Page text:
Life Cycle Assessment

A life cycle assessment (LCA) is an analysis of the potential environmental impacts of a product throughout its lifetime. The LCA process can be divided into four main stages:

1. Extraction and processing of raw materials

2. Manufacturing and packaging

3. Product use

4. Product disposal

Diagram illustrating the life cycle of products, starting from extraction of raw materials, transitioning through manufacturing and usage phases, and ending in disposal.

These stages help us compare the environmental impacts of different products.

Stages of an LCA

Extracting and processing

Extracting resources from nature can harm the environment. For example, it can deplete limited resources like crude oil and ores, or damage habitats through mining, deforestation, or quarrying.

Extracting and processing the raw materials requires a lot of energy. This can indirectly damage the environment through the release of pollutants.


There are three main environmental problems associated with the manufacturing and packaging of products:

  • Using up land for factories
  • Releasing pollutants due to the use of machines
  • Producing waste during the manufacturing process

Product use

The environmental impact of a product during its use depends on the type of product. For example, a reusable bag used hundreds of times, will have less impact on the environment compared to a single-use bag.

Product disposal

The disposal of a product affects the environment in various ways, such as:

  • Using up space at landfill sites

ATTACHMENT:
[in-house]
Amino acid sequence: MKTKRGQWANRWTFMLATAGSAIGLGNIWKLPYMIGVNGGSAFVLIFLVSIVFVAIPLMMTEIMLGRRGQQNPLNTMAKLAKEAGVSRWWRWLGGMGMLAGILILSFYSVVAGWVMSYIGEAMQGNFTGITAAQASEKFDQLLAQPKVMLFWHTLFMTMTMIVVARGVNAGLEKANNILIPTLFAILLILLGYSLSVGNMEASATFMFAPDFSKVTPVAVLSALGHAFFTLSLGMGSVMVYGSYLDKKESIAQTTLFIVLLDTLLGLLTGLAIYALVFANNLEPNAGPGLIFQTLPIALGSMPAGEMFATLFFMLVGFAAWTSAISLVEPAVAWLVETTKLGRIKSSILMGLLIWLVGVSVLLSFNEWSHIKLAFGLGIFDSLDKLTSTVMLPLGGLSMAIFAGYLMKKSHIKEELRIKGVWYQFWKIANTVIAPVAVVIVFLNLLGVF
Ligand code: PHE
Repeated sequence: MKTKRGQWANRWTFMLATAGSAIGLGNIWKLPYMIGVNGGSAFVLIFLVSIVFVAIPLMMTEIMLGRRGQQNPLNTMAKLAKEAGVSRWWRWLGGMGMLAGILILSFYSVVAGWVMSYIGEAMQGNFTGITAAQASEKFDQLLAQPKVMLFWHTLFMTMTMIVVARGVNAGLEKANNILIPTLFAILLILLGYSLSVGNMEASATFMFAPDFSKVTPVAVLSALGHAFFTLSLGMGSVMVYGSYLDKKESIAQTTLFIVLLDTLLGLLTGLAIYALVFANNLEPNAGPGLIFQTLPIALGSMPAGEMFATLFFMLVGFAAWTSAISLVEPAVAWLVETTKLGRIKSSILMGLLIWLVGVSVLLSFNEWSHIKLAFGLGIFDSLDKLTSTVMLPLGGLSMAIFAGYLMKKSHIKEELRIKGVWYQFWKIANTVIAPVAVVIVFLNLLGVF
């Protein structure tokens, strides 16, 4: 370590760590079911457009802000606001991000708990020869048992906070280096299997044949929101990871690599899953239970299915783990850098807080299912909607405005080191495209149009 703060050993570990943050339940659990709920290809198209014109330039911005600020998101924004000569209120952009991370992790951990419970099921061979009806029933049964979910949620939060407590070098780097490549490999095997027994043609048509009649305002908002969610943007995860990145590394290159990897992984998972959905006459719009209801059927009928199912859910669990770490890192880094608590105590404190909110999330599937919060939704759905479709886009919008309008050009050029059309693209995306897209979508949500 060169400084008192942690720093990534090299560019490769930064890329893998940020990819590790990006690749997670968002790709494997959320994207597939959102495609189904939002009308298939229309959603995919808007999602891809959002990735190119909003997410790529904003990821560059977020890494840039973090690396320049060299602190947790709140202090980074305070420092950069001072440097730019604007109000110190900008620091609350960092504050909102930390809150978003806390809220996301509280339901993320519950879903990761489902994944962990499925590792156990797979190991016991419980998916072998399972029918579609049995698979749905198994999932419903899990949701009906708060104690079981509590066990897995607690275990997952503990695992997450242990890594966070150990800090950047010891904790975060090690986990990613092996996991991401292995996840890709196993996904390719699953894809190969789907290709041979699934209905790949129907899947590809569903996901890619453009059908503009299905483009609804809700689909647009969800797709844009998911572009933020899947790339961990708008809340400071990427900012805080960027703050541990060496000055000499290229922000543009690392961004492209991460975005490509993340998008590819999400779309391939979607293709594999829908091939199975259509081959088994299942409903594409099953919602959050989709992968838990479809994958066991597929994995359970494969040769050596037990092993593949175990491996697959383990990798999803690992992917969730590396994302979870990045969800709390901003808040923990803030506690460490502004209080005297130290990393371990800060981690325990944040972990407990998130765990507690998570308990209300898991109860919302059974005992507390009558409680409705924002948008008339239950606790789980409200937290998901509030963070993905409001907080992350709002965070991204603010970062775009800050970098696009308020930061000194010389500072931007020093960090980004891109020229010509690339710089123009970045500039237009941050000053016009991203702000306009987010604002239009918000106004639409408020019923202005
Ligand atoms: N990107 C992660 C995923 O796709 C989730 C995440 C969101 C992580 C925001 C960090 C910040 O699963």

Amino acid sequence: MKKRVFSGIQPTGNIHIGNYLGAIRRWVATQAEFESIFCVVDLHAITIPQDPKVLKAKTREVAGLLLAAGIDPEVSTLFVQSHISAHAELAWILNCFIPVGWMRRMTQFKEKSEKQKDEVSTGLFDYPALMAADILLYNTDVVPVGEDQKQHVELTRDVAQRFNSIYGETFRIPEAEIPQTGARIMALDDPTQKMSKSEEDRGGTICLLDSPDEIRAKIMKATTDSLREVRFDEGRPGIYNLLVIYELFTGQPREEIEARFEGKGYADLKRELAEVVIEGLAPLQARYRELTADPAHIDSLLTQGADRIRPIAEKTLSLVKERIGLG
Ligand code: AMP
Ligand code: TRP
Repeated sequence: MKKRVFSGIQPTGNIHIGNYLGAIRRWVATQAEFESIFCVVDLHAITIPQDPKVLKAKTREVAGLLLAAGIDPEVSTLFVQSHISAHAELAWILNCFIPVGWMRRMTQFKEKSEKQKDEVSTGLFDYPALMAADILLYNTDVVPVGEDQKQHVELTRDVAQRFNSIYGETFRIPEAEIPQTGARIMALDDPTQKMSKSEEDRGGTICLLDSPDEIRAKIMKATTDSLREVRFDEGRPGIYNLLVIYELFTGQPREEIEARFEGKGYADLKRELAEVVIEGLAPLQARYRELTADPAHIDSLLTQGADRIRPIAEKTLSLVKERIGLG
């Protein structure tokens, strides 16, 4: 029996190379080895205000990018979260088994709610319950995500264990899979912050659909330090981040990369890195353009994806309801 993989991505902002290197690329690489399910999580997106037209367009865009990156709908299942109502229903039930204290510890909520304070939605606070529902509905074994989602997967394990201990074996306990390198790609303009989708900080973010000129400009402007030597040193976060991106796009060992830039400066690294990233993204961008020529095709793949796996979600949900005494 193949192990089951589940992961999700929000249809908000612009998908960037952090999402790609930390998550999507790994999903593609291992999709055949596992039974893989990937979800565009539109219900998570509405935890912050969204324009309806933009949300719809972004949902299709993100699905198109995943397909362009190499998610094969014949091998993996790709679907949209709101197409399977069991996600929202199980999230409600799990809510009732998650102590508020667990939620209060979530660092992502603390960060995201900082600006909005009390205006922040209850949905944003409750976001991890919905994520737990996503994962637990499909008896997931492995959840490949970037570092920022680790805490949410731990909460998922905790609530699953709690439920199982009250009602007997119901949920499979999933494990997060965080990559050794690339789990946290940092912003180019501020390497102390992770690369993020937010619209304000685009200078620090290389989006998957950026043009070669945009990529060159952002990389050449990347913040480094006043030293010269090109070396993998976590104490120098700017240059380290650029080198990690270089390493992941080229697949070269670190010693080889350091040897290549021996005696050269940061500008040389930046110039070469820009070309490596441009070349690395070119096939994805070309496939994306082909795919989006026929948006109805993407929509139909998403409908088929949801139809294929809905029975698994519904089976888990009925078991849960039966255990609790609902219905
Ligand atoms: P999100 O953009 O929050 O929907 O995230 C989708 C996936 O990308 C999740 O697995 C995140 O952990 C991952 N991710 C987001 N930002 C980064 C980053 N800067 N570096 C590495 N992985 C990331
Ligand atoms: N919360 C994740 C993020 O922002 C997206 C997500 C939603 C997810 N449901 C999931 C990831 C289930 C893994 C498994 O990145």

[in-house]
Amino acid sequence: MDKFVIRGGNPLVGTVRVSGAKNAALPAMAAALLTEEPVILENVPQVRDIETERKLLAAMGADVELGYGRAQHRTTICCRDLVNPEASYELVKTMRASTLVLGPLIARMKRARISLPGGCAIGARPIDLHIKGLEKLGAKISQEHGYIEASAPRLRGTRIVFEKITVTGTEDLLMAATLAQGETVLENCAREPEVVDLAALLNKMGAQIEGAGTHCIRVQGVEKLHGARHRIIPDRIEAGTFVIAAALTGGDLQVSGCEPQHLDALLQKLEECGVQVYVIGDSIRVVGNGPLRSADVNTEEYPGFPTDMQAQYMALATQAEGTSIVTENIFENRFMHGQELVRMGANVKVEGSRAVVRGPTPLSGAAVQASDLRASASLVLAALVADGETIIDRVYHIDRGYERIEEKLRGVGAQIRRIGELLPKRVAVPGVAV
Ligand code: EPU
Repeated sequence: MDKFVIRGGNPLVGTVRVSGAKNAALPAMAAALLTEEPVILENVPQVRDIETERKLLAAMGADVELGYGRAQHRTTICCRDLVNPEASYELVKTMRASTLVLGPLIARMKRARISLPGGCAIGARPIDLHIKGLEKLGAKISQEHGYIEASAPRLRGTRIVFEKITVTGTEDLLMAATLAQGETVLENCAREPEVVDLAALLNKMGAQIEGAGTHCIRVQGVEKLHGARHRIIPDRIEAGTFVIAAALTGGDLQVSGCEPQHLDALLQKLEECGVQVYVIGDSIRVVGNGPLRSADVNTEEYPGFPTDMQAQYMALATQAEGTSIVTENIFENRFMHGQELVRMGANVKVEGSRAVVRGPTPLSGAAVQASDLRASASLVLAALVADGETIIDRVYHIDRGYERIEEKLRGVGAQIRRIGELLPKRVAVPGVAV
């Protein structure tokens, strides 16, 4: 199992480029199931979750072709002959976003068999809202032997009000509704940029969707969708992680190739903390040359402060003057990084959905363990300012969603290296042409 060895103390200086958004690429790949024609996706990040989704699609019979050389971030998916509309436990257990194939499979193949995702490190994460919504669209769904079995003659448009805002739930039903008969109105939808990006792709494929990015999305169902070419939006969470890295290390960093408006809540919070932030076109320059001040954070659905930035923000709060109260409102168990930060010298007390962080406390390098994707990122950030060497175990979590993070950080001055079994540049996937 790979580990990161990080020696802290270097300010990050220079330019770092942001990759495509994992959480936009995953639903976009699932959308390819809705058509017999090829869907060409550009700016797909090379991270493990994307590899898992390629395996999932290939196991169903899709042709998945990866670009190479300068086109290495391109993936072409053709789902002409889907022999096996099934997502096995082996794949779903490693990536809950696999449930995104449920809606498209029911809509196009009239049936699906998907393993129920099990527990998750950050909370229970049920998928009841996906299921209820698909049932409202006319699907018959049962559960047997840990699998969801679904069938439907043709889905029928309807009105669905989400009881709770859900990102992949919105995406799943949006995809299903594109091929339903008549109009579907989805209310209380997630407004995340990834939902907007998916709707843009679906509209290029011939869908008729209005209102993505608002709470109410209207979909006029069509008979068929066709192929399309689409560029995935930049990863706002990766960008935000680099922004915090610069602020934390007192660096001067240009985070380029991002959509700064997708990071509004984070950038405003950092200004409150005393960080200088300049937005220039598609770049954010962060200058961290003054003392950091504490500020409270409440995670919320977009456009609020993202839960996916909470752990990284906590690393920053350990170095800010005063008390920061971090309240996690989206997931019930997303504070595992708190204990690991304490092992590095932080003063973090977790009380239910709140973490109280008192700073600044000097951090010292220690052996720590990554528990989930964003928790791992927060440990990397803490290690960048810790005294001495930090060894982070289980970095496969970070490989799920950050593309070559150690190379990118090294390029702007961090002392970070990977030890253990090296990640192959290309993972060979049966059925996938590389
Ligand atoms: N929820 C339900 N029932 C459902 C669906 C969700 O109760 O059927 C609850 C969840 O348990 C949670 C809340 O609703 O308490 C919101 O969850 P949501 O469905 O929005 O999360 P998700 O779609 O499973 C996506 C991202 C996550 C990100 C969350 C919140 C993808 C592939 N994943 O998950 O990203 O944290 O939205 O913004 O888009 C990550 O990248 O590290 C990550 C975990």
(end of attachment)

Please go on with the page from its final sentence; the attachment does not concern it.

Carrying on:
• Transportation to landfill sites releases emissions
  • Potential leakage of chemicals into the environment
  • Emission of pollutants when burning waste

It’s also important to consider whether any or all of the products can be recycled.

Comparative LCAs

We can use comparative LCAs to compare the environmental impact of two different products at different stages. For example, let’s compare plastic bags and paper bags.

Plastic bagPaper bag
Raw materialsMade from crude oil, a finite resource. Requires fractional distillation to separate the oil, which requires a large amount of energy.Made from recycled paper or trees. Making paper reduces the number of animal habitats and requires more energy than recycling paper.

However, it still requires less energy than making plastics.
ManufactureHydrocarbons from fractional distillation are cracked (to form alkenes) and undergo polymerisation (to make plastics).Producing paper bags has a significant environmental impact because pulping requires a large amount of energy.

It also releases pollutants and generates a lot of waste.
UsePlastic bags are stronger, so they can be reused many times.Most paper bags are single-use.
DisposalCan be recycled, but the process is expensive and polluting.

Plastic bags are non-biodegradable, so they take up space in landfills, or end up harming animals.
Biodegradable, non-toxic and recyclable.

Criticisms of LCA’s

Making products often involves many different stages, so it can be challenging to quantify each individual stage. However, sometimes, it’s possible to accurately measure the values for each stage. For example, accurately measuring the energy required to extract and process a product.

Even with quantifiable data, assessing the environmental harm of each stage is still difficult. Also, this process is not entirely objective. Different individuals conducting the LCA might have varied judgments of the effects at each stage.

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